Guardian: Michael the Archangel above the entrance of Ascension Church in Oak Park

In my early school years, encouraged by the nuns who taught me, I’d often sit in my desk chair slightly off-center to make room for my guardian angel. Each child, we were taught, had an angel assigned by a senior spirit to protect and guide him or her on the journey to Heaven.

One had the option of naming one’s angel. I didn’t do so. But I did appreciate “him” (angels are not of a particular gender): I’d thank him for being there, and would ask him occasionally for advice, like how to deal with a difficult kid, how to make a tough choice, or what to tell Mom and Dad about something I’d done wrong.

In a neighborhood like ours in Berwyn, one couldn’t forget about angels, saints, the Blessed Virgin, or Jesus very easily, what with 1,000 kids from the surrounding blocks enrolled in St. Mary of Celle’s school. In my early grades, each day began at morning Mass. And beyond the school, just about everyone I knew was Catholic, including the barber, the butcher, the florist, and corner grocers. They took out ads in the church bulletin. The neighborhood oozed Catholicism.

The pervasive presence of Catholicism cultivated a palpable sense throughout the day of being immersed in a spiritual milieu. Daily prayer in school and at home would reinforce it. We acknowledged it in how we said hello to superiors: greeting a priest or sister entering the classroom, “Praise be to Jesus and to Mary, good morning, Father Bob (or Sister Mary Inocencia).” Furthermore, Catholicity wasn’t confined to church, school or home: I remember getting into a debate in the alley with a couple of kids about whether something we had done was a sin.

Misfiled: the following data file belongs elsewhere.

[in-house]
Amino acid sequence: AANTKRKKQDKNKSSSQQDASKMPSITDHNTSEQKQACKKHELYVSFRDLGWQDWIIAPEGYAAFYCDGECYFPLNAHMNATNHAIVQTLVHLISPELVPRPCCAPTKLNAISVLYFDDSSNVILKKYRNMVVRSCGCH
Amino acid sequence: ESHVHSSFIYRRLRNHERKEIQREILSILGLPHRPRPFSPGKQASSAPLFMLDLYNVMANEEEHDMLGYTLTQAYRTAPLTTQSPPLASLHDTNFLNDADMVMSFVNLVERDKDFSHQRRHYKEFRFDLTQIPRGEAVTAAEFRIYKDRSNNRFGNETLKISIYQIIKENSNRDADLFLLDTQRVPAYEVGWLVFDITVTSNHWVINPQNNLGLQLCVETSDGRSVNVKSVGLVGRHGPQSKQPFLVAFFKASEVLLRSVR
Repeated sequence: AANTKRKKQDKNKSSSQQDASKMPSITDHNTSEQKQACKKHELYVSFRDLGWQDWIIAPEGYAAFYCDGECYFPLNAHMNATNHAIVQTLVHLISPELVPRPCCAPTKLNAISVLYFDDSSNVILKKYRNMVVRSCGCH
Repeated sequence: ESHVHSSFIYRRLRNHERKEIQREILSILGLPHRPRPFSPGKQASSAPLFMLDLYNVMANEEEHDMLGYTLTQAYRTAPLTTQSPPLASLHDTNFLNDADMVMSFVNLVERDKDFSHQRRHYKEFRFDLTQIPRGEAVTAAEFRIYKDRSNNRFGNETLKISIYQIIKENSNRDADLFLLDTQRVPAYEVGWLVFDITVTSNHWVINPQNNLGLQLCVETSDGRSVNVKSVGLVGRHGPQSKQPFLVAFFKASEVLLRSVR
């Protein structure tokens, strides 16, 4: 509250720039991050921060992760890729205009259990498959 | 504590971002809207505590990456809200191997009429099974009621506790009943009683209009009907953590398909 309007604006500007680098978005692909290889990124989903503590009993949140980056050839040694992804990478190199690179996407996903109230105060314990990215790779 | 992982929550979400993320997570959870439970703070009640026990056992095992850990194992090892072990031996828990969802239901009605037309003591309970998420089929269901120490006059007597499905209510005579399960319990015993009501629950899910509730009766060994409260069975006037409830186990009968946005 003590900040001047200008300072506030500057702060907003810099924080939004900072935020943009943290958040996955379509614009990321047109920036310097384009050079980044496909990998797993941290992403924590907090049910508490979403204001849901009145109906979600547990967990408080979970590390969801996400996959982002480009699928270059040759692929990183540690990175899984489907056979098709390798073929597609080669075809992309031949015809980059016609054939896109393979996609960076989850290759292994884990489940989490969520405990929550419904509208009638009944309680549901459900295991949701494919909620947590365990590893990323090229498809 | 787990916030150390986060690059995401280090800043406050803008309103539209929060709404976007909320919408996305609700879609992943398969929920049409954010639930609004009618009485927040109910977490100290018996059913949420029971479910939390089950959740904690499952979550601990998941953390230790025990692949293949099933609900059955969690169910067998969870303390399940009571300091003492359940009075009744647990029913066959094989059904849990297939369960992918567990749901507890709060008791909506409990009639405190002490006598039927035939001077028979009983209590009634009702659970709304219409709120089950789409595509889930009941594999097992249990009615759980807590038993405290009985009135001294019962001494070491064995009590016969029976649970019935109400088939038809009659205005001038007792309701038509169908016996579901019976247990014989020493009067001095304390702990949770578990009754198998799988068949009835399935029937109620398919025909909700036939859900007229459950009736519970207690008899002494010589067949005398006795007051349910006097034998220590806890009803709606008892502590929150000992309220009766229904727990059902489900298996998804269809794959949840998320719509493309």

So the idea that a particular angel had my back didn’t play as odd, especially in the early grades. I let go of the concept somewhat as I got older, but angels still mattered to me. In fifth grade, I chose Michael as my Confirmation name out of reverence for the Archangel. As I saw it, who better to have my back; he’d slay the demons that were in the way of my doing in the world what God called me to do.

But now, in a world in which the Church is shrinking, and secularism tends to prevail in our neighborhoods, how do I relate to those spiritual beings? And if there is a different, undefined kind of spiritual climate that has emerged around us, what helps us make sense of it?

In our more secular culture, we’re in fact awash in myths, but they’re more likely propagated through games, movies and TV shows. They portray all kinds of magical creatures protecting our neighborhoods, fending off evil, and guarding innocents. Some gaming platforms allow us to create numinous, heroic characters to play ourselves.

In today’s milieu, it’s Daredevil poised like an avenging angel, looking down on his broken neighborhood, Hell’s Kitchen, from a shadowy rooftop. It’s Batman swooping into a fractured Gotham City, with wings. It’s Ironman, Thor, and Superman who can fly.

Maybe there are angels around us, maybe not, but our souls sure seem stirred by the idea that there is another world intermingled with ours where powerful, noble and self-sacrificial figures do battle for us, however invisibly. We pay a lot of money at the theater, through online games and in front of our television screens to participate vicariously in these mythical events. And we carry the experience in mind and muscle, reliving battles well after logging off.

In a milieu that is more secular than Catholic, whose myths flow from the likes of Marvel and DC Comics, where do I now stand with the angels of my faith? For some time, Batman, a mysterious, tortured and complex figure, has been my favorite of the comic heroes. But what of Michael the Archangel or that unnamed guardian who shared my seat when I was a little boy?

Maybe what I sense now is that our broken neighborhoods and fractured world do indeed need the steadying presence and compassionate ferocity of the angels. But the urgency I feel, whether it’s stirred by Michael or Batman, might come from an inner voice saying that it’s also on me to protect and support those I care about. I might not know exactly where the angels are, but I can do a better job of being one myself — for my community and those I love.

Rich Kordesh grew up in Berwyn and now lives in Oak Park.

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